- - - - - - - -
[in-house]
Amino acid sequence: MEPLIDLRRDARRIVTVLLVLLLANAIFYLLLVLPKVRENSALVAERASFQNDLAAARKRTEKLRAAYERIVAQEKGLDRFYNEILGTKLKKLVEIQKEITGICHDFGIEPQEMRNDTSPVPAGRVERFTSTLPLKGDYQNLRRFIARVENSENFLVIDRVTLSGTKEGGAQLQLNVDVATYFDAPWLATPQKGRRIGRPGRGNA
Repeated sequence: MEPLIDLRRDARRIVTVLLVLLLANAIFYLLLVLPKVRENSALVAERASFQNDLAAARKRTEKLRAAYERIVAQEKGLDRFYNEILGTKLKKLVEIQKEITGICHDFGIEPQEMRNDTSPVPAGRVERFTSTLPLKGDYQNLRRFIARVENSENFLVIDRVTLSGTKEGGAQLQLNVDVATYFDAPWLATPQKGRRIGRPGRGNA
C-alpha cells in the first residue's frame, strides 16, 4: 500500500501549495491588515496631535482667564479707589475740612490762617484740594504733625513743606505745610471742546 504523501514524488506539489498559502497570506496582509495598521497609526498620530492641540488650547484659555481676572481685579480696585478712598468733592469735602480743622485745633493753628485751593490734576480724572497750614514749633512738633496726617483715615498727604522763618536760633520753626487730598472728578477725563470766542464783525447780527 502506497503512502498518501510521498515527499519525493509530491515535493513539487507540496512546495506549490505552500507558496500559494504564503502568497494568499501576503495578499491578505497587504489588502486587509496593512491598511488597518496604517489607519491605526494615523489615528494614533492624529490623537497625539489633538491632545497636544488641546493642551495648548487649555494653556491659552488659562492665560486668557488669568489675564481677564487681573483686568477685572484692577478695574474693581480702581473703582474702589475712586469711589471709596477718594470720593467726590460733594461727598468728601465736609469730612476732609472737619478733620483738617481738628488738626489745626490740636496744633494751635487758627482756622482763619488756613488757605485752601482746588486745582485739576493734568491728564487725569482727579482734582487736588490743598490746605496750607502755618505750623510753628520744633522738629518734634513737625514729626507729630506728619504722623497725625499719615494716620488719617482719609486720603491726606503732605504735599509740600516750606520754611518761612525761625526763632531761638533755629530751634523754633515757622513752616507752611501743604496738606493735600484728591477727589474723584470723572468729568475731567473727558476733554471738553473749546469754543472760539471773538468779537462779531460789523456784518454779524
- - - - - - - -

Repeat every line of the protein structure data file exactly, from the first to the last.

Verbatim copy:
[in-house]
Amino acid sequence: MEPLIDLRRDARRIVTVLLVLLLANAIFYLLLVLPKVRENSALVAERASFQNDLAAARKRTEKLRAAYERIVAQEKGLDRFYNEILGTKLKKLVEIQKEITGICHDFGIEPQEMRNDTSPVPAGRVERFTSTLPLKGDYQNLRRFIARVENSENFLVIDRVTLSGTKEGGAQLQLNVDVATYFDAPWLATPQKGRRIGRPGRGNA
Repeated sequence: MEPLIDLRRDARRIVTVLLVLLLANAIFYLLLVLPKVRENSALVAERASFQNDLAAARKRTEKLRAAYERIVAQEKGLDRFYNEILGTKLKKLVEIQKEITGICHDFGIEPQEMRNDTSPVPAGRVERFTSTLPLKGDYQNLRRFIARVENSENFLVIDRVTLSGTKEGGAQLQLNVDVATYFDAPWLATPQKGRRIGRPGRGNA
C-alpha cells in the first residue's frame, strides 16, 4: 500500500501549495491588515496631535482667564479707589475740612490762617484740594504733625513743606505745610471742546 504523501514524488506539489498559502497570506496582509495598521497609526498620530492641540488650547484659555481676572481685579480696585478712598468733592469735602480743622485745633493753628485751593490734576480724572497750614514749633512738633496726617483715615498727604522763618536760633520753626487730598472728578477725563470766542464783525447780527 502506497503512502498518501510521498515527499519525493509530491515535493513539487507540496512546495506549490505552500507558496500559494504564503502568497494568499501576503495578499491578505497587504489588502486587509496593512491598511488597518496604517489607519491605526494615523489615528494614533492624529490623537497625539489633538491632545497636544488641546493642551495648548487649555494653556491659552488659562492665560486668557488669568489675564481677564487681573483686568477685572484692577478695574474693581480702581473703582474702589475712586469711589471709596477718594470720593467726590460733594461727598468728601465736609469730612476732609472737619478733620483738617481738628488738626489745626490740636496744633494751635487758627482756622482763619488756613488757605485752601482746588486745582485739576493734568491728564487725569482727579482734582487736588490743598490746605496750607502755618505750623510753628520744633522738629518734634513737625514729626507729630506728619504722623497725625499719615494716620488719617482719609486720603491726606503732605504735599509740600516750606520754611518761612525761625526763632531761638533755629530751634523754633515757622513752616507752611501743604496738606493735600484728591477727589474723584470723572468729568475731567473727558476733554471738553473749546469754543472760539471773538468779537462779531460789523456784518454779524